A joint response to Defra’s landmark consultation on animal establishment licensing in the UK has been submitted by the BVA, BSAVA and British Veterinary Zoological Society (BVZS) to ensure the veterinary profession’s voice and view is heard.

pet shop
Defra estimates there are approximately 2,300 licensed pet shops, 650 licensed dog breeders, 1,800 licensed riding establishments and 6,300 licensed animal boarding establishments in England. Image: Atelier 211 / Fotolia.

The 12-week consultation, which closed on 11 March, is the biggest review the Government has undertaken on animal establishment licensing and takes into consideration a range of animal welfare issues.

Specifically, Defra is proposing new secondary legislation that would see the introduction of a single “Animal Establishment Licence” for animal boarding establishments, pet shops, riding establishments and dog breeders.

Breeder register

The trio agreed much animal licensing legislation is out of date and needs to be revised to take account of changes that have occurred since it was originally introduced (Pet Animals Act 1951, Animal Boarding Establishments Act 1963), while supporting the proposal to bring existing licensing schemes under the Animal Welfare Act to ensure the focus of inspection is on animal welfare and the five welfare needs.

One key recommendation was anyone breeding from a dog should be required to register, preferably online, with their local authority – in line with the Data Protection Act 1998. This would mean the local authority would have a list of contact details for all dog breeders in the area, aiding enforcement bodies and ensuring dog breeders were aware of the legal requirements.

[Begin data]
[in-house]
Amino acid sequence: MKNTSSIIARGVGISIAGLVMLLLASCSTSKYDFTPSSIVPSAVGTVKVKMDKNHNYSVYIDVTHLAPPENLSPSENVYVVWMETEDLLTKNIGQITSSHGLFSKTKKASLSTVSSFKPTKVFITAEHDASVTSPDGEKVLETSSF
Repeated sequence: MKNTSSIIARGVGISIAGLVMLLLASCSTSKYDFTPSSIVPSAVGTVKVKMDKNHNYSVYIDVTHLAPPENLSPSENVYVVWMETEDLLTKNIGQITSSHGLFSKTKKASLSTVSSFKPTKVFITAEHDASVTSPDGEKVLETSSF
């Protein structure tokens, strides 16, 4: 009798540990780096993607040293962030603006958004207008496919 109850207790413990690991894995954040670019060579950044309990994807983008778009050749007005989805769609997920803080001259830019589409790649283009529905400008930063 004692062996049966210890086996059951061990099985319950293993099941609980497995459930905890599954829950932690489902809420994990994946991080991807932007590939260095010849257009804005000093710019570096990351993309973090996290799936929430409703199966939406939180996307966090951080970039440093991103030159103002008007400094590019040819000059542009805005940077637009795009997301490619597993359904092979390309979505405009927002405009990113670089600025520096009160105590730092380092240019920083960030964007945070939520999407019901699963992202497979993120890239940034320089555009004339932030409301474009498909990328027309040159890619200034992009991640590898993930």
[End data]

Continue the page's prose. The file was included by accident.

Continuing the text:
The veterinary organisations continued that, if possible, there should be a publicly available national list of dog breeders to provide intelligence for enforcers and allow the public to check the list. Then, should the threshold of three or more litters per year be met, this would trigger a dog breeding licensing inspection.

Top priority

Sean Wensley
Animal welfare is always the top priority for vets, says BVA president Sean Wensley.

BVA president Sean Wensley said: “Animal welfare is always the top priority for vets and we believe that starts right at the beginning of a pet’s life. If people are regularly breeding puppies then it is necessary and right measures are in place to protect the health and welfare of the mother and her puppies.

“Anyone breeding from a dog should be required to register with their local authority and quote their registration number in any advert for puppy sales.

“This is not about targeting individual dog owners, but about best breeding practices and, moreover, the health and welfare of animals across the UK, which is why we are proposing the licence and inspection criteria applies to the establishment, rather than individuals.”

Other activities

The three organisations also noted this review was an appropriate opportunity for Defra to consider whether any other activities or animal establishments should be licensed, to ensure they meet appropriate animal welfare standards – from animal rescue and rehoming centres, to falconry displays and dog training businesses.

In the consultation response, the BVA, BSAVA and BVZS acknowledged while there was a need for change, there was no point in introducing legislation if it was not properly enforced, and this would need appropriate resources to be made available – especially given the resource constraints of Defra and local authorities.

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